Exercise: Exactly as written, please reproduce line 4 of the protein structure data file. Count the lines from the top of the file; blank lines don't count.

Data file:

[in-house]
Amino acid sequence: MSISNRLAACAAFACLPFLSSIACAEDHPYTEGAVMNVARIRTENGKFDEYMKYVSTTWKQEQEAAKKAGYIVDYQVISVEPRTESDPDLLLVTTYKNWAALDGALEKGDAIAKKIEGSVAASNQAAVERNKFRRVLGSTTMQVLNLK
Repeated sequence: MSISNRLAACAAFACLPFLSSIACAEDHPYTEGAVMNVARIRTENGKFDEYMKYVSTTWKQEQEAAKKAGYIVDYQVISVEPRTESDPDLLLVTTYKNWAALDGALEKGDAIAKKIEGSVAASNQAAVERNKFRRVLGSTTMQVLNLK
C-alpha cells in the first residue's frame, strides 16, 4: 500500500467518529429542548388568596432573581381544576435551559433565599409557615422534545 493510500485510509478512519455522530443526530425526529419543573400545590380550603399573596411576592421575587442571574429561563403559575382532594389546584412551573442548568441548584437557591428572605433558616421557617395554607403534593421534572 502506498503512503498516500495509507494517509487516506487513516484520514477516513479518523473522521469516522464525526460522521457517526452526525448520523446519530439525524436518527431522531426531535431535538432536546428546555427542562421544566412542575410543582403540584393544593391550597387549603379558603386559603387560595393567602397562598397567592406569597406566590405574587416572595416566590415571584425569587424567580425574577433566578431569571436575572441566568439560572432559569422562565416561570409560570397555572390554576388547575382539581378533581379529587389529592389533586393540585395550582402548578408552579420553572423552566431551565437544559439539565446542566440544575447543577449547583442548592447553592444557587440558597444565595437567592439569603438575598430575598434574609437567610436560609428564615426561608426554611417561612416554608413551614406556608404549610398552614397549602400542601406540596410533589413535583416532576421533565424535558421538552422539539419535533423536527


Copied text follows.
C-alpha cells in the first residue's frame, strides 16, 4: 500500500467518529429542548388568596432573581381544576435551559433565599409557615422534545 493510500485510509478512519455522530443526530425526529419543573400545590380550603399573596411576592421575587442571574429561563403559575382532594389546584412551573442548568441548584437557591428572605433558616421557617395554607403534593421534572 502506498503512503498516500495509507494517509487516506487513516484520514477516513479518523473522521469516522464525526460522521457517526452526525448520523446519530439525524436518527431522531426531535431535538432536546428546555427542562421544566412542575410543582403540584393544593391550597387549603379558603386559603387560595393567602397562598397567592406569597406566590405574587416572595416566590415571584425569587424567580425574577433566578431569571436575572441566568439560572432559569422562565416561570409560570397555572390554576388547575382539581378533581379529587389529592389533586393540585395550582402548578408552579420553572423552566431551565437544559439539565446542566440544575447543577449547583442548592447553592444557587440558597444565595437567592439569603438575598430575598434574609437567610436560609428564615426561608426554611417561612416554608413551614406556608404549610398552614397549602400542601406540596410533589413535583416532576421533565424535558421538552422539539419535533423536527